Saturday, May 27, 2006


Just wish me a happy birthday and move on because soon I'll be so soaked up in alcohol I may just answer inappropriately!

Thirty two and counting for the soon to be full-fledged doctor

Thursday, May 25, 2006

Electronic Medical Record (Oh Doctor...)

This week's issue of JAMA has a commentary essay about the new Electronic Medical Record system. I'd have to say that it's right on the money for how inconvinient sifting through any chart is these days. The essay is available here for free and is written in a format that really drives the point home! (highly recommended)

EMR (Electronic Medical Records) is the new standard in medical technology. Basically, hospitals are hoping to have the entire medical record of patients available on the computer system, including all notes written for that patient. You can see the potential benefits, however, the idea has run into a few obstacles:
While EMR is highly efficient in producing notes, virtually all of its notes are longer, recombinant versions of previous notes. Even notes of different authors are morphed by EMR into clones of one another. As physicians have become more adept with the time-saving features of EMR, their notes have been rendered incapable of conveying usable information by their bloated and obfuscated nature.
For one, the notes never change. The longest note I've seen thus far here was seven pages long. SEVEN pages for a daily progress note. By a Doctor!
Moreover, EMR encourages everyone to copy-and-paste the notes of everyone else so that notes become the same from author to author as well as from day to day. Even consultants are assimilated into the oneness of the EMR Borg. A cardiology consultant recently copied-and-pasted the intern's note into his own, even including "consult cardiology in AM" in his recommendations. Perhaps he meant consult a more thoughtful cardiologist.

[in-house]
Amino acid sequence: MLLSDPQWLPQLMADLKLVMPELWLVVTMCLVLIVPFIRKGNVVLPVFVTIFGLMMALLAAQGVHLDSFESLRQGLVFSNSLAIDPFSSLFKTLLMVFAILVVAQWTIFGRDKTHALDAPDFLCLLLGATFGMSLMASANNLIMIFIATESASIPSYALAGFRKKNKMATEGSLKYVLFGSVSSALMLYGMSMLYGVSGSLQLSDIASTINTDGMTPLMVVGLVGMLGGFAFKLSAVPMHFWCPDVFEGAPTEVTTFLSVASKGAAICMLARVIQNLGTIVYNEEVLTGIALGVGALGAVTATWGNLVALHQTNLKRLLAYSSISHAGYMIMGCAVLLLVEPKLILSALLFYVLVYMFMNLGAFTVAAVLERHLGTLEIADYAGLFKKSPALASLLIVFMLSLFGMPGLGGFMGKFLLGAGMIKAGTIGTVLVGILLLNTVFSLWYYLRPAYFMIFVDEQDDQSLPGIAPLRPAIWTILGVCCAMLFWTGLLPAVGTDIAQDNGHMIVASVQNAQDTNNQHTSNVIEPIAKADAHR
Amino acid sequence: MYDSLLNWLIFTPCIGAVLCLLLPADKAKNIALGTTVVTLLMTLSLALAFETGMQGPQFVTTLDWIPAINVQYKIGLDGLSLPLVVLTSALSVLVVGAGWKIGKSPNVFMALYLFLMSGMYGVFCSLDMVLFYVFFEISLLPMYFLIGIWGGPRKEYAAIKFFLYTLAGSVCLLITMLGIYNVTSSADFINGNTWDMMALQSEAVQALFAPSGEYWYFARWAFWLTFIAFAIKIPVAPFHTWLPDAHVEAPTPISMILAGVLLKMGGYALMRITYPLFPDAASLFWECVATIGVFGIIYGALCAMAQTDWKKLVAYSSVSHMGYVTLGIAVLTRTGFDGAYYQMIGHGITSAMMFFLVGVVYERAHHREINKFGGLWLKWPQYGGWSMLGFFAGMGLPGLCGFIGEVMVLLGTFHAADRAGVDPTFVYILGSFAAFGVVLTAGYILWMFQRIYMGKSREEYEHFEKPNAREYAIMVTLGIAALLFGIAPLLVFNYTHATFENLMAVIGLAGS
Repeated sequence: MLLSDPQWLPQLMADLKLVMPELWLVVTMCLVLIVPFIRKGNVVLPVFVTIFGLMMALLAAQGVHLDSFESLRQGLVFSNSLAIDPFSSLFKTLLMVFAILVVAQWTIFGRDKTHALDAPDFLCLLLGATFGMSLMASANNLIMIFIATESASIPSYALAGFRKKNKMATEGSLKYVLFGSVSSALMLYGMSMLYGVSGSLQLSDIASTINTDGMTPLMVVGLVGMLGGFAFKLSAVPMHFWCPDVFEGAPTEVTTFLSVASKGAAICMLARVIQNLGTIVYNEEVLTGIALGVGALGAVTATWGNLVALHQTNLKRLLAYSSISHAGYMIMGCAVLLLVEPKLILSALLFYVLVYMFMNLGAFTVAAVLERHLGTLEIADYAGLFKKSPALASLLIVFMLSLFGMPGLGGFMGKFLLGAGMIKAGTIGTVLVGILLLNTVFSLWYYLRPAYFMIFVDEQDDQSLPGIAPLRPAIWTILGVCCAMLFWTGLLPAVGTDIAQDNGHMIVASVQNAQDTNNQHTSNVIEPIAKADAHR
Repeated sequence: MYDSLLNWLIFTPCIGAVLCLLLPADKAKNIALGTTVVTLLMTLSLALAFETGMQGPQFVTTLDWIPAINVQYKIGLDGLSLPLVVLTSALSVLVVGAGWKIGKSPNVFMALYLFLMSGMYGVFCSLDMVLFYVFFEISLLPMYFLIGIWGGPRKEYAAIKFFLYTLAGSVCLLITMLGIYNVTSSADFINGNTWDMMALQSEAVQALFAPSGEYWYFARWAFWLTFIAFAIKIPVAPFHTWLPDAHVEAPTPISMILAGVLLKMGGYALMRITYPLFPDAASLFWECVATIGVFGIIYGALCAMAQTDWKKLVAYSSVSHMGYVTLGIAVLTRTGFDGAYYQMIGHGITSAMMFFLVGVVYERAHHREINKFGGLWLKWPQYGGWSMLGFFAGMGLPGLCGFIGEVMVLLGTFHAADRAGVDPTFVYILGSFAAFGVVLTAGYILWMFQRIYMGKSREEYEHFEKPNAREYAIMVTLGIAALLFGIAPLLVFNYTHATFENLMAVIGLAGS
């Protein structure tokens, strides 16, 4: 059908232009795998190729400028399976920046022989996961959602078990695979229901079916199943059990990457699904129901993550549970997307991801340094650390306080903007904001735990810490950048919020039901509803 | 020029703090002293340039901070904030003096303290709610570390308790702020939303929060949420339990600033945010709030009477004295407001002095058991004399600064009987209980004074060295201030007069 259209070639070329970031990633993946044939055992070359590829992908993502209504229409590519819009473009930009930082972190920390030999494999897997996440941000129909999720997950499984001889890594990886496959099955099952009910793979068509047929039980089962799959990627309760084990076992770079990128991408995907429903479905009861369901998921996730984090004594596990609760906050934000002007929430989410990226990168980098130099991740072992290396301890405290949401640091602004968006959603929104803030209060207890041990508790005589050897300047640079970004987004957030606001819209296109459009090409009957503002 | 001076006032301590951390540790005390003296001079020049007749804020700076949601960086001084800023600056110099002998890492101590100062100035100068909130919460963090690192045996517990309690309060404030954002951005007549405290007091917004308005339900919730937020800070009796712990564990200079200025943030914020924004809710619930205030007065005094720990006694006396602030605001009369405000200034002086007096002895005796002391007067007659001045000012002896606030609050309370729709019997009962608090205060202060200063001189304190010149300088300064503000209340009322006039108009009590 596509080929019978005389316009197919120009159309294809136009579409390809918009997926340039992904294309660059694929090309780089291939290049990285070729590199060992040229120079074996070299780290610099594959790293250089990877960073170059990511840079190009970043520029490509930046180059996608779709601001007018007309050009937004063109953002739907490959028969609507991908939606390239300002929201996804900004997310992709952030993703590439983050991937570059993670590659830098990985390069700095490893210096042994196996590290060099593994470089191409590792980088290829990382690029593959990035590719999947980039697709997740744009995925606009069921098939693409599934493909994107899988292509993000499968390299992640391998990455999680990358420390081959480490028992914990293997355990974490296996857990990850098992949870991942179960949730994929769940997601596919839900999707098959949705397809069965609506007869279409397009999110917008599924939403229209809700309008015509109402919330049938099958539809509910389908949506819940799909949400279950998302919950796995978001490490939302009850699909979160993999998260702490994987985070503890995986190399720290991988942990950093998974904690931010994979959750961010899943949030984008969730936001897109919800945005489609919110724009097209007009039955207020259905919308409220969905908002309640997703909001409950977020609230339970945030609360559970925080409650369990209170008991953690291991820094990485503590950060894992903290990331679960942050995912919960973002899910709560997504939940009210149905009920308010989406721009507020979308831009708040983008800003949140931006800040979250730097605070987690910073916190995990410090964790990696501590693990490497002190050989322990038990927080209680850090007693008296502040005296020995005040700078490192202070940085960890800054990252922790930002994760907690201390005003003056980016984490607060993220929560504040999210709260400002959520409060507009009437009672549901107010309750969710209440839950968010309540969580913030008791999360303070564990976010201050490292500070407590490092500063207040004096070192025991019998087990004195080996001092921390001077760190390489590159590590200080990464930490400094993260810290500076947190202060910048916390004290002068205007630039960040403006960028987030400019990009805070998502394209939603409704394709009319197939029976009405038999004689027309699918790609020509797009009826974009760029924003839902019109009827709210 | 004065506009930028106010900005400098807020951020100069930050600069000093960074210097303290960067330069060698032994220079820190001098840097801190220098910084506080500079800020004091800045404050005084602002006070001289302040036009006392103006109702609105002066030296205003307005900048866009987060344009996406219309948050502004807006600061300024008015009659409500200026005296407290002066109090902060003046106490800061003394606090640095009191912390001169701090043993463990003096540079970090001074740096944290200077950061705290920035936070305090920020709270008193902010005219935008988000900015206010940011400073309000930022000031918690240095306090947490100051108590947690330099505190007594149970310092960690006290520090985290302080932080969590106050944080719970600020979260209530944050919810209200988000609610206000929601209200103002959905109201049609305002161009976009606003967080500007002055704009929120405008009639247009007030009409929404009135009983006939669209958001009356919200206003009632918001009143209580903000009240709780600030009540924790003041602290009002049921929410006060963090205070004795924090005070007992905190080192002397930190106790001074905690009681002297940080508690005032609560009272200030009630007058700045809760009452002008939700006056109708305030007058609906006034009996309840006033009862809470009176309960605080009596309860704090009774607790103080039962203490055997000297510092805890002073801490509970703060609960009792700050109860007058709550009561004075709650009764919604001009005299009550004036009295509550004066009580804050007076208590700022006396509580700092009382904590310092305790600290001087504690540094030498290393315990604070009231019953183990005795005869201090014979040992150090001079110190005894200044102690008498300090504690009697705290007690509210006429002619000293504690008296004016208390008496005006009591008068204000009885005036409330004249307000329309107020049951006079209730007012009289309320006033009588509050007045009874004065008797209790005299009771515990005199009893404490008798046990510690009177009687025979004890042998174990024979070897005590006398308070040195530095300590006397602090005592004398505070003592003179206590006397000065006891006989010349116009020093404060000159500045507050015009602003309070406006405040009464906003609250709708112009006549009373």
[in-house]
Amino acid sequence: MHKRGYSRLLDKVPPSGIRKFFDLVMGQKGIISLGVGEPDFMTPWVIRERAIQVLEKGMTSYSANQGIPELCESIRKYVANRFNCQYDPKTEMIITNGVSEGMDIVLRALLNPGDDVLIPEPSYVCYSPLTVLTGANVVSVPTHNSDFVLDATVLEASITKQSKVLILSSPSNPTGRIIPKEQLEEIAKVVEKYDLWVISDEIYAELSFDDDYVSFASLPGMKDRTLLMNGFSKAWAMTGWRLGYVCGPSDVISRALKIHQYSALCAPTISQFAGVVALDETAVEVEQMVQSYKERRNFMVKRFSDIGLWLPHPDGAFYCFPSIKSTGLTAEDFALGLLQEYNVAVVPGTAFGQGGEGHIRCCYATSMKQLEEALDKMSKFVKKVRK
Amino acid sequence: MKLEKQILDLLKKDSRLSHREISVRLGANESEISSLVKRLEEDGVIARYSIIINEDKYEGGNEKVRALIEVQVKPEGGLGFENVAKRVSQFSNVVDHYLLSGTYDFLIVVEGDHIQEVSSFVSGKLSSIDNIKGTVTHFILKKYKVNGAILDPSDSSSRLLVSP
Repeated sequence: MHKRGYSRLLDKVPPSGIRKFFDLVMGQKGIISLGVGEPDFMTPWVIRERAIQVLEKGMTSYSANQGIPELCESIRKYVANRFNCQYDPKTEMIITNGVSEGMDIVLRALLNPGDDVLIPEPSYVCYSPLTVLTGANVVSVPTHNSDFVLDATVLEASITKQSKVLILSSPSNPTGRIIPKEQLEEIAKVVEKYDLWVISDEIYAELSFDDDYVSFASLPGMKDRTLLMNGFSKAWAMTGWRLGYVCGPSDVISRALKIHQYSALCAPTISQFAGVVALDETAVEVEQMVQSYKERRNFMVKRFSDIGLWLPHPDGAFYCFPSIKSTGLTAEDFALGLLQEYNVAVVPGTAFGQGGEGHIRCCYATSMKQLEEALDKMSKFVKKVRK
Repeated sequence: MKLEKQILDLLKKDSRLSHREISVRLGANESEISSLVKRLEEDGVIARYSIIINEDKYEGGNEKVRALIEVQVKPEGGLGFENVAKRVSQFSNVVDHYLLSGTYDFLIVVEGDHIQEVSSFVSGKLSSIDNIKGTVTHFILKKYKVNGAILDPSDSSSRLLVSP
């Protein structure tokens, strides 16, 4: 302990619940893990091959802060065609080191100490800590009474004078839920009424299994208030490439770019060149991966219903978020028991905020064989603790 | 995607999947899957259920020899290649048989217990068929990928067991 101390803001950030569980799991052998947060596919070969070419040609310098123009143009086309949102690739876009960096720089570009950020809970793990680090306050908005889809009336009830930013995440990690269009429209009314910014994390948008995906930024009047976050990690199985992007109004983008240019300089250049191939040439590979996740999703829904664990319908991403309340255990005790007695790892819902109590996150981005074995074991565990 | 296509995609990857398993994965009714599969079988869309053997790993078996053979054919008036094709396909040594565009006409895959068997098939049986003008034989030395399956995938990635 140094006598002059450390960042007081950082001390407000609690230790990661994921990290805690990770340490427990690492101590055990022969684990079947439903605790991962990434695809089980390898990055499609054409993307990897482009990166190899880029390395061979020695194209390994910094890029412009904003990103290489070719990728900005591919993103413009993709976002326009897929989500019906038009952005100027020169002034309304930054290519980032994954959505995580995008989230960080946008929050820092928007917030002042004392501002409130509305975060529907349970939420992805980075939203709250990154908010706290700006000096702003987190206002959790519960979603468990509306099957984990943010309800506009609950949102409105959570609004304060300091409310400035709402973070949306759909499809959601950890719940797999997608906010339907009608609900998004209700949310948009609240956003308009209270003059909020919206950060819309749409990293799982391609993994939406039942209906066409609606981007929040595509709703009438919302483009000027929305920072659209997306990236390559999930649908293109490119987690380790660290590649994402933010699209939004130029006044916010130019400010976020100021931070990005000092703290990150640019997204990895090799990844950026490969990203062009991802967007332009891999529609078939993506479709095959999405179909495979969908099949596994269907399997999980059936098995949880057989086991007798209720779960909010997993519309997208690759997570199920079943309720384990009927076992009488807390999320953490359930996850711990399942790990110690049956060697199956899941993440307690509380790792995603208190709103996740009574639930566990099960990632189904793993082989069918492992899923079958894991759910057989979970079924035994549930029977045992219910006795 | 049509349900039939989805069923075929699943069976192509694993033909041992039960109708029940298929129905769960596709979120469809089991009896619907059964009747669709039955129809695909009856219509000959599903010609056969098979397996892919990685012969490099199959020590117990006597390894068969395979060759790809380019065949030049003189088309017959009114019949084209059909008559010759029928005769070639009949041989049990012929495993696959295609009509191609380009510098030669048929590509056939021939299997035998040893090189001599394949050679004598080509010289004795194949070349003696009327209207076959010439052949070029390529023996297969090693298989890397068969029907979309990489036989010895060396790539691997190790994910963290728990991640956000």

I'm all for making the intern's job a little easier (actually, no I'm not!) but this is really starting to get ridiculous, not to mention, downright dangerous.

For example, I am aware of a case where a patient expired due to what the team thought was a Deep Vein Thrombosis that traveled to the lungs. The team was aware of the DVT and were treating it appropriately, however, the intern's notes make no mention of the possible DVT. They were continually copied and pasted. The doctors who are now being sued have very little evidence to back them with no documentation.
It should be pointed out that EMR has some laudable aspects. Notes can be created quickly with minimal cognitive effort, and their impressive length implies diligence and attention to detail.

"Minimal cognitive Effort" is the correct term here.

Tuesday, May 16, 2006

Grand Rounds

This week's Grand Rounds are held at Doc Around the Clock.

and someone's trying to put together a Pediatrics Grand Rounds.

Saturday, May 13, 2006

David Blaine is Dying to Breath